Keeping a Competitive U.S. Military Aircraft Industry Aloft

Findings from an Analysis of the Industrial Base

by John Birkler, Paul Bracken, Gordon T. Lee, Mark A. Lorell, Soumen Saha, Shane Tierney

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Abstract

For at least two decades, policymakers have expressed concerns that further consolidation could erode the competitive environment for military aircraft and degrade the industry's abilities to develop, manufacture, and support innovative designs. This monograph responds to a request by Congress to evaluate programs to ensure that more than one aerospace company could support design, development, and production of fixed-wing military aircraft in the future. It reviews a 2003 RAND evaluation of the risks and costs of the United States having little or no competition among fixed-wing military aircraft companies; examines changes in industrial-base structure and capabilities that have taken hold since that analysis was performed; and assesses how these and future changes will affect the industrial base. The authors find that only by involving two prime contractors equally in performing RDT&E (research, development, test, and evaluation) on a new large program, such as a bomber, could DoD sustain two firms through 2020 with RDT&E funding and through 2025 with procurement funding.

Table of Contents

  • Chapter One:

    Introduction

  • Chapter Two:

    The Current Status of the Fixed-Wing Military Aircraft Industrial Base in the United States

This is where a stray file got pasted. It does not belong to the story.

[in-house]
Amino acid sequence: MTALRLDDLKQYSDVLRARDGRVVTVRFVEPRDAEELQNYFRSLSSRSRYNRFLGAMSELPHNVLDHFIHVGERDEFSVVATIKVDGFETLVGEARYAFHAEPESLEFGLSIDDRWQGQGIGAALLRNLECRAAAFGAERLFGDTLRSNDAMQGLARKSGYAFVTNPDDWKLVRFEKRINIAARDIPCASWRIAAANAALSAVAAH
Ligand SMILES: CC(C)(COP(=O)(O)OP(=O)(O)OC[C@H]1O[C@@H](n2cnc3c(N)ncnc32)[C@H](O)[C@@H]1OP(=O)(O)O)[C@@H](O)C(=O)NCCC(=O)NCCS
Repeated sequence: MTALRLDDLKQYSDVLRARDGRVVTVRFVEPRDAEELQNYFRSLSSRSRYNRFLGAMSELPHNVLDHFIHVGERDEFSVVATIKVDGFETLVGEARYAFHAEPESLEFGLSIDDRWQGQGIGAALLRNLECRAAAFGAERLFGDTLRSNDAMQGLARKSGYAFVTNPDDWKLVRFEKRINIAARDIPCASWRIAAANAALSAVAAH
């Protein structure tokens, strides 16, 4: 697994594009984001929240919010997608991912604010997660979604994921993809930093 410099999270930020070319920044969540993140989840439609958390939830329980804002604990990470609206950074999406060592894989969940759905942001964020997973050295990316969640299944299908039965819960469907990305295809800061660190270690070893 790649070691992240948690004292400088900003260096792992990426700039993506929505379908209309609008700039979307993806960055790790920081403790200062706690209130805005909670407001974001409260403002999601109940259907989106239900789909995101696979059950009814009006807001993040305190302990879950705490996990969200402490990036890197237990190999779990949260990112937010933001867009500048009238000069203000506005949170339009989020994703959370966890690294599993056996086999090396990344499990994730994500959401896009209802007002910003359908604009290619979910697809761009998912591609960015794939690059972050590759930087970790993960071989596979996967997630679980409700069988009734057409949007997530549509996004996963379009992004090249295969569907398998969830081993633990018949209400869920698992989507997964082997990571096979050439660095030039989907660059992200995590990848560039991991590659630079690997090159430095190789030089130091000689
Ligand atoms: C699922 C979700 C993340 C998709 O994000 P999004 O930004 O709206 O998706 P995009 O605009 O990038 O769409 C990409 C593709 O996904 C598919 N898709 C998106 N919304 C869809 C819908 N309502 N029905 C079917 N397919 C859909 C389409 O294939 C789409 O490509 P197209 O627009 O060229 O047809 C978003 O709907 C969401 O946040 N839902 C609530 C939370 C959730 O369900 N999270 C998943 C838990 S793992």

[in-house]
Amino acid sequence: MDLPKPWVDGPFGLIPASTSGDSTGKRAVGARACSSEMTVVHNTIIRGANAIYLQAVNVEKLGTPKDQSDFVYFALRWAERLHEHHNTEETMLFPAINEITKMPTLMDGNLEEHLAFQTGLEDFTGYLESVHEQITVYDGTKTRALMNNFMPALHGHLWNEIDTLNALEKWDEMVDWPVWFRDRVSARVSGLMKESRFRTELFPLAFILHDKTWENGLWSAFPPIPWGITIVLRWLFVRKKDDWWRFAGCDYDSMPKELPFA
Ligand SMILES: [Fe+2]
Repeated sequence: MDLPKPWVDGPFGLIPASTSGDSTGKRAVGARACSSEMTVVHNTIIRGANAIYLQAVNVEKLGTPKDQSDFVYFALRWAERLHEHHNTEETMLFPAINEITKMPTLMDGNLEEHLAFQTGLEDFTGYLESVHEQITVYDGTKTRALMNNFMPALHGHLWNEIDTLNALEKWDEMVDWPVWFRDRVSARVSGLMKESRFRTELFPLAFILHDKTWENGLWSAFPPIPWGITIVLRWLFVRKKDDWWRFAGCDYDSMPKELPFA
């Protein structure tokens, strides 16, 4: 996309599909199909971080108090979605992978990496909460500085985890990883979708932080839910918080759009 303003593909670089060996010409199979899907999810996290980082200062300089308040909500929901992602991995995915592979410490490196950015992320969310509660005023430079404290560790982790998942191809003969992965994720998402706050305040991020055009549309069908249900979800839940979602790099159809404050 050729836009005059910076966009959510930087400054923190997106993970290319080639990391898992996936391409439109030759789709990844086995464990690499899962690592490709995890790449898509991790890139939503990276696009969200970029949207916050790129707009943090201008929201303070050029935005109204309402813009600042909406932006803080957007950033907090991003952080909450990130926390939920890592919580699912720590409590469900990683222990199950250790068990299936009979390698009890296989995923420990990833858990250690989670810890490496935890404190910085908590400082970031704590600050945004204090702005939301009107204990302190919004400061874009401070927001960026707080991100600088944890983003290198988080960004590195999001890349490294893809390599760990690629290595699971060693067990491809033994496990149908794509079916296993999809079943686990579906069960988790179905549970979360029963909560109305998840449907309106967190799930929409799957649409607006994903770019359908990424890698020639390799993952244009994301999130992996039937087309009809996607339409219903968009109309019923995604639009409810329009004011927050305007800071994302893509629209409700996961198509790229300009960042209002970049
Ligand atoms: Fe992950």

• Chapter Three:

    Fostering Innovation in a Changing Defense Industry: What We Can Learn from Commercial Trends

  • Chapter Four:

    Prospects for Innovation and Competition in the Fixed-Wing Military Aircraft Industry: Programs of Record and Alternative Future Programs

  • Chapter Five:

    Policy Options Open to the Department of Defense

  • Appendix A:

    F-22 Foreign Military Sales: Implications for the U.S. Fixed-Wing Military Aircraft Industrial Base

  • Appendix B:

    RDT&E and Procurement: RAND 2003 Funding Projections Compared with Actual Funding, FY 2003–2010

  • Appendix C:

    RDT&E and Procurement Funding: Contractor Shares in Program of Record and Projected Outlays for New Programs in the FY 2011 FYDP

  • Appendix D:

    U.S. Total Military Air Vehicle Procurement Quantities, FY 2012–2021

The research described in this report was prepared for the Office of the Secretary of Defense (OSD). The research was conducted within the RAND National Defense Research Institute, a federally funded research and development center sponsored by OSD, the Joint Staff, the Unified Combatant Commands, the Navy, the Marine Corps, the defense agencies, and the defense Intelligence Community.

This report is part of the RAND Corporation monograph series. RAND monographs present major research findings that address the challenges facing the public and private sectors. All RAND monographs undergo rigorous peer review to ensure high standards for research quality and objectivity.

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